What is included in emergency department (ED) care of abdominal pain in elderly persons?

Updated: Jul 17, 2018
  • Author: E David Bryan, MD; Chief Editor: Barry E Brenner, MD, PhD, FACEP  more...
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Answer

Also note the following:

  • Administer IV boluses of normal saline or lactated Ringer solution to patients with suspected volume loss. Carefully hydrate patients with a history of renal disease or congestive heart failure to avoid volume overload.

  • A Foley catheter may be helpful as a guide for volume resuscitation in patients who are sicker. Incontinence is not an indication for a Foley catheter.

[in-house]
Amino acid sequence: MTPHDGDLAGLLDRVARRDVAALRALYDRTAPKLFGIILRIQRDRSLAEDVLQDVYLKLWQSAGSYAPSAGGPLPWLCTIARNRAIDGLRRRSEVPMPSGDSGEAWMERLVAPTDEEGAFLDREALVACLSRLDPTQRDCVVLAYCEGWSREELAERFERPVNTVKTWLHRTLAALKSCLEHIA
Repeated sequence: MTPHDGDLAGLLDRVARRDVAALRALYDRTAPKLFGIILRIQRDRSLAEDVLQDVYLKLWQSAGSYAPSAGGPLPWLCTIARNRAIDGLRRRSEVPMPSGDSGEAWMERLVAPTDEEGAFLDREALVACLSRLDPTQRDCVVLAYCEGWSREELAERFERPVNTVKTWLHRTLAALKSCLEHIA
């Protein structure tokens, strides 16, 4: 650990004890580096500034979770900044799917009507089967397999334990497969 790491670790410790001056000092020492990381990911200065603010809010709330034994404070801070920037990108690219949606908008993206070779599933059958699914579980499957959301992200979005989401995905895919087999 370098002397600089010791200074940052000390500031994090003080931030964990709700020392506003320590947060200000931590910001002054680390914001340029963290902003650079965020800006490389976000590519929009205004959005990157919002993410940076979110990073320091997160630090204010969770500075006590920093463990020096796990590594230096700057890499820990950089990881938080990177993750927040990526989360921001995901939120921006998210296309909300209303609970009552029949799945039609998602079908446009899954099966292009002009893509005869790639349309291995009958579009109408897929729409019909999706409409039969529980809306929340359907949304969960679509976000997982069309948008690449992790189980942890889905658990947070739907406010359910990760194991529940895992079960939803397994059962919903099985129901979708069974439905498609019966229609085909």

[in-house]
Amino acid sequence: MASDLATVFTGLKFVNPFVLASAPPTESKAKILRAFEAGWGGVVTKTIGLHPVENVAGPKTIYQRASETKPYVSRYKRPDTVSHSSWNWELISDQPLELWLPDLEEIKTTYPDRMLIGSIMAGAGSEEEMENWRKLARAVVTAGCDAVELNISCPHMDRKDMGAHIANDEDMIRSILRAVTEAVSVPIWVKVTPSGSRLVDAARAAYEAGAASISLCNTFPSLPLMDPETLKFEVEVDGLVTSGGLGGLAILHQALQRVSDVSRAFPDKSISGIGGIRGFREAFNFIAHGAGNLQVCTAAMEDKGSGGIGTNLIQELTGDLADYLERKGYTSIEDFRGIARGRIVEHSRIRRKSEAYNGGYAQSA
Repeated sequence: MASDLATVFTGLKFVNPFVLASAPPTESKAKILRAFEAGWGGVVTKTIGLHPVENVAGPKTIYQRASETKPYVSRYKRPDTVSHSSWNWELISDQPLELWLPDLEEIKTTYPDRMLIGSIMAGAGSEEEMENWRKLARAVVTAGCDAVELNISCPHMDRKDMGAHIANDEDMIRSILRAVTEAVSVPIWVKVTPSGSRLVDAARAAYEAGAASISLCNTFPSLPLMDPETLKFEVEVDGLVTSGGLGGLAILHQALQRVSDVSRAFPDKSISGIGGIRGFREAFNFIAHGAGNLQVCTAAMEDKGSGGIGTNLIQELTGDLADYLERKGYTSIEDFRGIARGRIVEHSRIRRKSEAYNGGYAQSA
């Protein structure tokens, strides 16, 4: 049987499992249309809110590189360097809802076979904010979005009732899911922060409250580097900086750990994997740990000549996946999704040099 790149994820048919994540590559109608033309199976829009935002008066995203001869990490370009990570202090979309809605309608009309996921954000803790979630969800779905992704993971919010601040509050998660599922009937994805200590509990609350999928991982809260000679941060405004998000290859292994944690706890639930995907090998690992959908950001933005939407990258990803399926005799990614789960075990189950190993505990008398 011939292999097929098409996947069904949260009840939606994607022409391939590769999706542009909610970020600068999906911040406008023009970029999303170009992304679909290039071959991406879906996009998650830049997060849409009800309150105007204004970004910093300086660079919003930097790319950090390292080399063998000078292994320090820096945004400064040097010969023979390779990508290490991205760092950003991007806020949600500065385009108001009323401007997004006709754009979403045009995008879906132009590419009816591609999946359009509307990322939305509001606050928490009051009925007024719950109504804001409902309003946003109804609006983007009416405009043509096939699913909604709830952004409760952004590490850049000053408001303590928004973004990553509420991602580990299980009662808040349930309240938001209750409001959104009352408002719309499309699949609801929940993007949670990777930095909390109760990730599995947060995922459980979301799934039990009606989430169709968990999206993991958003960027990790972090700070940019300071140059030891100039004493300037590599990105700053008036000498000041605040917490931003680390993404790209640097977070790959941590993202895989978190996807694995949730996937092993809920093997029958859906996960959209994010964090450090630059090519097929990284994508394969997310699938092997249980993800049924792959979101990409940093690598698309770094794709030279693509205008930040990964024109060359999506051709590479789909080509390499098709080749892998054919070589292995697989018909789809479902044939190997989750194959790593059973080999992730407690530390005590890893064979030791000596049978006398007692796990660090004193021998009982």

• Keep all patients with abdominal pain as nothing by mouth (NPO) until surgical pathology is excluded.

  • Place a nasogastric tube in patients in whom bowel obstruction, ileus, or upper gastrointestinal (GI) bleeding is suspected.

  • Maintain a low threshold for ordering additional tests such as computed tomography (CT) scanning or ultrasonography.

  • If biliary disease is suggested, dicyclomine (Bentyl) or glycopyrrolate (Robinul) may be administered for pain. Nonsteroidal anti-inflammatory (NSAIDs) agents are very effective for biliary colic but should be administered with caution to elderly patients.


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